On 27 November 2019, the Australian Bureau of Statistics reported a high volume of 119,188 marriages in Australia in 2018, including 6,538 same-sex marriages. It also reported there were 49,404 divorces in Australia in 2018, which is 2 divorces per 1,000 people in 2018.
High-profile divorce cases over the past couple of decades have bolstered awareness of the pre-nup, short for prenuptial agreement (otherwise known as binding financial agreement in Australia), among couples who want to ensure a fair distribution of assets in the event they separate. Other instances why pre-nups have become increasingly popular are where couples are entering into their second marriages, or have received gifts or inheritances from their family that they want to protect.
A pre-nup can be entered into at any time by couples (including same-sex couples) before or during their de facto relationship or marriage, or after separation or divorce. Whilst a pre-nup may seem to be no different to a handwritten agreement by the couples themselves, a handwritten agreement may have little to no standing in the Family Court. The primary difference is that a pre-nup is not legally binding unless both parties receive independent legal advice and have their lawyers certify the agreement.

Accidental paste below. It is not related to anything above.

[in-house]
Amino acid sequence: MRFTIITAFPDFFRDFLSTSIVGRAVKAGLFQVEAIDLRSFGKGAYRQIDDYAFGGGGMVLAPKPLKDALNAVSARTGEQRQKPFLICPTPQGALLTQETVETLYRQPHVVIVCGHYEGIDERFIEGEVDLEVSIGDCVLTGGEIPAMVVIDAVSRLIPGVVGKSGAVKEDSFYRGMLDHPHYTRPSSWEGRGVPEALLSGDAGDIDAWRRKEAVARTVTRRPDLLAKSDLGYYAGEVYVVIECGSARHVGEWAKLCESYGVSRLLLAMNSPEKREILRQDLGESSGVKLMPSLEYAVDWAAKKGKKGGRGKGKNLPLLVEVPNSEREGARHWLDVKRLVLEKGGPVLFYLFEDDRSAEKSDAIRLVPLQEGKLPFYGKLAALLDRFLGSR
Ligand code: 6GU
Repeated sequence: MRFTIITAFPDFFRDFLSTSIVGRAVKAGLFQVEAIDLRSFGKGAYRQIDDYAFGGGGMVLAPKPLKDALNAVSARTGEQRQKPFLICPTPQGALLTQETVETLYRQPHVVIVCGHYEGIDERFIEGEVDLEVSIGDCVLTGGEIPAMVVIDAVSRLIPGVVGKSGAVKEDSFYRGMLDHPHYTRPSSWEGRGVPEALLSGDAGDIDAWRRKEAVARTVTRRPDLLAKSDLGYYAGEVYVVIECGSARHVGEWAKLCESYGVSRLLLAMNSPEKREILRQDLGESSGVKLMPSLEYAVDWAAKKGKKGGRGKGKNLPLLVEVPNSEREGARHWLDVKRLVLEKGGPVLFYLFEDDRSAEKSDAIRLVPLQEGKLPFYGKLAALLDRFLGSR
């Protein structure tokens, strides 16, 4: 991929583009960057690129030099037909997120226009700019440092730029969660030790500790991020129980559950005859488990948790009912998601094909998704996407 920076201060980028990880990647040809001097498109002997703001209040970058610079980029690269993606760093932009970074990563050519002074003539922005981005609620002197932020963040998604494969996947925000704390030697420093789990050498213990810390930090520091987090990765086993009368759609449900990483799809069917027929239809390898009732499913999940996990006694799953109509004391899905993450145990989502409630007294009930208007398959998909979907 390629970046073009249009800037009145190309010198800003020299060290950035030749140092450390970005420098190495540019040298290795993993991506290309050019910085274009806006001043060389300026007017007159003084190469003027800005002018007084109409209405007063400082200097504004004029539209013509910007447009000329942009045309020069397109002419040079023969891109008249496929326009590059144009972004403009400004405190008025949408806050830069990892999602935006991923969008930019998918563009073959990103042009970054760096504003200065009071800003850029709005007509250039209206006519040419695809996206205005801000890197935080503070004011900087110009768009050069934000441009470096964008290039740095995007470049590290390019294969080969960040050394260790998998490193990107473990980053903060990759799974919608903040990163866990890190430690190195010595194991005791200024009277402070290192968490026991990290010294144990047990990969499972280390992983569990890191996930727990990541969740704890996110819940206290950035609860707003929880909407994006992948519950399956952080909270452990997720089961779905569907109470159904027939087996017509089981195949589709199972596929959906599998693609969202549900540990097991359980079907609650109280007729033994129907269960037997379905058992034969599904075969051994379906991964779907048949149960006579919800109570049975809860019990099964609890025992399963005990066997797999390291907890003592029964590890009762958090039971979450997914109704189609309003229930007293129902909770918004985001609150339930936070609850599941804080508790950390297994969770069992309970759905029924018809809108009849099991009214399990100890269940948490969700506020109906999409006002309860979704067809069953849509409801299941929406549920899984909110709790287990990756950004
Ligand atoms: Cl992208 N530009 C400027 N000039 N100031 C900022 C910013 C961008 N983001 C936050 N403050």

A pre-nup can deal with all financial and property issues including extinguishing claims for spousal maintenance. This is not to say a pre-nup is completely bulletproof. There have been cases where financial agreements have been set aside by the Family Court. These cases, however, involve an element of fraud, duress and or unconscionable conduct. It is important to look at not only the actual terms of the agreement, but also the surrounding circumstances of the parties involved.
Each relationship and pre-nup has to be assessed on a case by case basis, and will in many instances be appropriate and useful, and indeed necessary. As long as the couple has sufficient time to calmly consider and discuss the terms of the pre-nup, and the pre-nup is professionally and carefully drafted and reviewed by an experienced family lawyer and all the other legal requirements are present, pre-nups should absolutely be considered as a strategy for assets protection when entering into a new relationship or marriage.
If you are entering into a new relationship and this blog speaks out to you, please do not hesitate to contact one of our experienced family lawyers on 03 9614 7111.